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Why Passing Matters

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Posts: 98
(@middleground)
Estimable Member     United States of America, Ohio, Ashland
Joined: 3 years ago

Lexi,
You don't know how much I agree with you!
I remember the first time I basically said, "the hell with this, this is stupid." No, I wasn't referring to my attempting to be a girl. I said this to myself as I was holed up in my hotel room trying on my women's clothing, putting on my makeup, and trying to attempt feminine vocalization by listening and singing with female recording artists.
My meaning in what I said to myself expressed my desire to get real with my desire to be myself. Just minutes after I said those words to myself, I stepped out on the landing of my second floor hotel room and didn't care who saw me! Soon after, I took my first foray to the local Wal-Mart to look for some cheap jewelry, and yes, in female mode. This was 7 years ago. No masks at the time. Was I concerned I might get called out? Yes, but my urge to let myself be free was so overwhelming I just didn't care. Now, in regard to passing - my desire is to pass. I've been perhaps lucky, I think, and when I'm in obvious female mode, no one has verbally called me out. I've made numerous cis women friends and I've taken to asking if they would like to go out for lunch, and we have quite a few times. I have two dates scheduled for the near future, too. Yes, looking feminine and passing is important to me, too, and yet I also believe it shouldn't matter how anyone dresses, male, female, or nonbinary. Perhaps if I had been born into a different era where it wouldn't matter what one wears, it would be different. Who really knows, but I'm living now and I wish to integrate seamlessly into life and society as a woman. I'd like to get to the point in which I question whether I ever was a man!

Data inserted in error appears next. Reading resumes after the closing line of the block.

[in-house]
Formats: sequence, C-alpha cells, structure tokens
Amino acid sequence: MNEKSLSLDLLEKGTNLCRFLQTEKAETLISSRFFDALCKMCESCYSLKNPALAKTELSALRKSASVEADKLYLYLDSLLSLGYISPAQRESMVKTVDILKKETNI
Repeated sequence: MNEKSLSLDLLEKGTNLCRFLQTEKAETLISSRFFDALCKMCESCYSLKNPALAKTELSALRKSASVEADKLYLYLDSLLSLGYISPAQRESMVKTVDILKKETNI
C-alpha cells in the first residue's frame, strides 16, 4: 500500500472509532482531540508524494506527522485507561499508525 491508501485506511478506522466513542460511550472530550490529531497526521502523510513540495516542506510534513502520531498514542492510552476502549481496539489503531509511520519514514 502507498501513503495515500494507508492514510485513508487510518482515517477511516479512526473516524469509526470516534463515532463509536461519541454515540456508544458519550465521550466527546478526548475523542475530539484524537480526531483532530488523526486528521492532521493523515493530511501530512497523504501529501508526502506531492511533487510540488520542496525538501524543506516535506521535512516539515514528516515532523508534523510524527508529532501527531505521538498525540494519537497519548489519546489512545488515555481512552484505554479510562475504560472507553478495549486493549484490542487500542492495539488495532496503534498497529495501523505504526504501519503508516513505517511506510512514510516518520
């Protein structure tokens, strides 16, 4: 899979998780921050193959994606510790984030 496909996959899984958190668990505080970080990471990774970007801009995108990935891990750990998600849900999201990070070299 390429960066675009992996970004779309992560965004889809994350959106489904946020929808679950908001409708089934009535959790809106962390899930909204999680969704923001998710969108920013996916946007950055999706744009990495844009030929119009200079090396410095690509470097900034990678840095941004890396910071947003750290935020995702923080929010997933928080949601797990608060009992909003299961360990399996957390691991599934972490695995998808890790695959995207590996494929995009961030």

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(@alexismoongirl)
Joined: 3 years ago

Trusted Member     United States of America, Illinois
Posts: 58

The hotel room? Been there, done that! That urge to get out in the world and just be who you are is something that is impossible for cis folks to understand. If it was just a fetish, then yeah - stay behind the locked doors and do your thing...but when you are going through all this effort so that you can be you, you want the world to know.

But 100% agree that people should be able to dress how they want. I'm so exhausted with the fact that a men wearing something feminine is cause for scorn or ridicule. This isn't the '80s anymore!

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Member
(@middleground)